Chicago – Chicago Transit Authority (1969). Many of you think you know the band Chicago. Let’s just say that did NOT begin as a soft rock ballad band. As a matter of fact, guitarist Terry Kath remains one of the most underappreciated rock guitar gods of all-time. The man was a musical genius who, much like Brian Wilson before him, could only describe or sing the music in his head to the rest of the band without the ability to write the charts. Unfortunately, drugs, alcohol and an unfortunate penchant for guns led to his untimely death in 1978. Oh, yeah! This rest of this rocking jazz-influenced band was so hot that none other than Jimi Hendrix was a major fan.
Creedence Clearwater Revival – Bayou Country (1969). Talk about a band whose star burnt bright and quick, CCR released not two but three great albums during 1969. And, they were all full of hit songs! This album has the title song and a number that has nearly been hijacked by Ike & Tina Turner called “Proud Mary.”
Creedence Clearwater Revival – Green River (1969). Released a couple of weeks before their stellar Woodstock performance, John Fogerty’s songs reached a creative peak that would burn for another year. What can you say about an album that contains “Bad Moon Rising”?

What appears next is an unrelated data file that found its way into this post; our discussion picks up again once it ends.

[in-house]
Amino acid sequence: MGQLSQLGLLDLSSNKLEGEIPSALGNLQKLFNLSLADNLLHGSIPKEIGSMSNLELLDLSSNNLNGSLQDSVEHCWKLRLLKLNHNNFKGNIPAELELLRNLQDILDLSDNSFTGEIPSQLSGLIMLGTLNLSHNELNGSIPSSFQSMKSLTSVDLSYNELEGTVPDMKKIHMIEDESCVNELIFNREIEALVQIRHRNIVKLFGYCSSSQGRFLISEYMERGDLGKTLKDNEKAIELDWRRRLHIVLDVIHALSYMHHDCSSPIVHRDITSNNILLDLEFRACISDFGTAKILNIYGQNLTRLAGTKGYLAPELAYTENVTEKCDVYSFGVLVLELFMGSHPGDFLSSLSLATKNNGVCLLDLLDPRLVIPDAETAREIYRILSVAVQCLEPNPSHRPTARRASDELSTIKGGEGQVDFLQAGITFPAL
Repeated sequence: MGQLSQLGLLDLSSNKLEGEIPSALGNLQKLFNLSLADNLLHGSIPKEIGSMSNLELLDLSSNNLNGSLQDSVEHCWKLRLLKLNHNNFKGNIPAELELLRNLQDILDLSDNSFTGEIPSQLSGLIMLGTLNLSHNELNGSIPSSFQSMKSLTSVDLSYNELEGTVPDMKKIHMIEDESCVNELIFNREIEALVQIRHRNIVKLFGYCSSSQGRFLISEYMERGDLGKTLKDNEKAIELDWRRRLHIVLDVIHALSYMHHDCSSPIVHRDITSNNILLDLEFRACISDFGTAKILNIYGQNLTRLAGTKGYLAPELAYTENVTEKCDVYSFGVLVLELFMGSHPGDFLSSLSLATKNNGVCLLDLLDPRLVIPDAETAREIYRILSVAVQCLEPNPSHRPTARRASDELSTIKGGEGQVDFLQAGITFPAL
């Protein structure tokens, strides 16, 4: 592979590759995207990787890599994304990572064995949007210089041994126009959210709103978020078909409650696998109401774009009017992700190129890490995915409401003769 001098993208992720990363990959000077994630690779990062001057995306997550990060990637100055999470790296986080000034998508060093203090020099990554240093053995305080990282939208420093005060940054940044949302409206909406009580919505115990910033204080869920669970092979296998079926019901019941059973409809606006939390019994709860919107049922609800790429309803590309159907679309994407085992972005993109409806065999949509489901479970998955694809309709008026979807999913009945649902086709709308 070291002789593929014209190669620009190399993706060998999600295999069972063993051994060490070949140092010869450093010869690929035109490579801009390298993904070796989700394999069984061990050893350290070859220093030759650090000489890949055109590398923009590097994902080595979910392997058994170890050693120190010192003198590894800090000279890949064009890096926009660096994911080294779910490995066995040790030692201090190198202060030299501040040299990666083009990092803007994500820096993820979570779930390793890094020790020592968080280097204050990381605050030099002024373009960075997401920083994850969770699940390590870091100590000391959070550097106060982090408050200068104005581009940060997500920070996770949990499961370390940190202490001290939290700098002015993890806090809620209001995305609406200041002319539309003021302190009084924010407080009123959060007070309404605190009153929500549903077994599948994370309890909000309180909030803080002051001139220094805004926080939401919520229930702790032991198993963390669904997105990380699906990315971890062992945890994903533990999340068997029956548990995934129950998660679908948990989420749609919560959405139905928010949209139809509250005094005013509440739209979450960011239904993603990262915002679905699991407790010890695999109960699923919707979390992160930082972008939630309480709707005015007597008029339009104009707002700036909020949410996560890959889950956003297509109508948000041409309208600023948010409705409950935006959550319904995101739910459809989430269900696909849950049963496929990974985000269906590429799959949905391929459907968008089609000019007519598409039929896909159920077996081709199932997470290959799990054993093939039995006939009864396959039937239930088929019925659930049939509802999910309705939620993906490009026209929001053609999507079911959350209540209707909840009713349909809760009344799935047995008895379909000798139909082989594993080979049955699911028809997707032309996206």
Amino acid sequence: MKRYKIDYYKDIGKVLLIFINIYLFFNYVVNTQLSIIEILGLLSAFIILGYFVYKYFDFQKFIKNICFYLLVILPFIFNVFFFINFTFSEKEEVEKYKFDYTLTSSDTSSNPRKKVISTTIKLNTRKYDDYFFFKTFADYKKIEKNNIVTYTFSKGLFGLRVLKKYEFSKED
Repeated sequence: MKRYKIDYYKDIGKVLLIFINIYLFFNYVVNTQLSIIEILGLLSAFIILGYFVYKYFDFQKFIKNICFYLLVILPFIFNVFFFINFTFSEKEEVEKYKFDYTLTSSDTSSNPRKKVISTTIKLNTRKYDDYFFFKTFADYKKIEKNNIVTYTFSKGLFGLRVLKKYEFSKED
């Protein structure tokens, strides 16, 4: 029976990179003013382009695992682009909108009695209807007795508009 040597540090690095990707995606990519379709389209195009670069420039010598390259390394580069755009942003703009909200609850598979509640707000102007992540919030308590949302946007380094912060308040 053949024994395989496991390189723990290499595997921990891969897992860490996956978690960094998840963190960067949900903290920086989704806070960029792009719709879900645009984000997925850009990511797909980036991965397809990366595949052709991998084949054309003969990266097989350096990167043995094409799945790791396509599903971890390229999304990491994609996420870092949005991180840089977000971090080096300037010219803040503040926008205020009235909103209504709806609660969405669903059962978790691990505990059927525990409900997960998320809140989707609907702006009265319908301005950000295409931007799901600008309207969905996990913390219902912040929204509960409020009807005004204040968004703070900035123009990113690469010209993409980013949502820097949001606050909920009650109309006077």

Creedence Clearwater Revival – Willy & the Poorboys (1969). The third album of the great CCR 1969 trilogy just might be the band’s best. This San Francisco band who bucked the psychedelia trend of the city’s music seen by taking on a swampy traditional rock sound perfected the veiled face slap political comment with “Fortunate Son.” Then, CCR turned around and created the foundation for the early career of The Doobie Brothers with “Down on the Corner.” CCR had to be the band of the year in 1969.
Crosby, Stills & Nash – Crosby, Stills & Nash (1969). Crosby left The Byrds, Stills left Buffalo Springfield and Nash left The Hollies. And they came together to record an album best known for the trio’s impeccable vocal harmonies. Their influence continues on in the work of most notably Fleet Foxes and, maybe, Bon Iver.
Dusty Springfield – Dusty in Memphis (1969). Someone had the audacity to bring the UK’s finest female soul singer to Memphis, the heart of Southern USA soul, to record an album whose stature only continues to grow over time. This album just might be my favorite from this stellar year. Classic songs are stuffed on this album, which almost makes it play like a greatest hits album. My favorites are “Son of a Preacher Man,” “Breakfast in Bed,” “Just One Smile” and, best of all, “Just a Little Lovin’.” Every budding female contestant on those stupid TV singing contest shows should be required to listen to this album in addition to Etta James’ At Last! Make a rule that we will take away all of your Whitney Houston and Mariah Carey albums unless you do some research! For Chrissakes!
Sorry people, but 1969 will take some time. Later!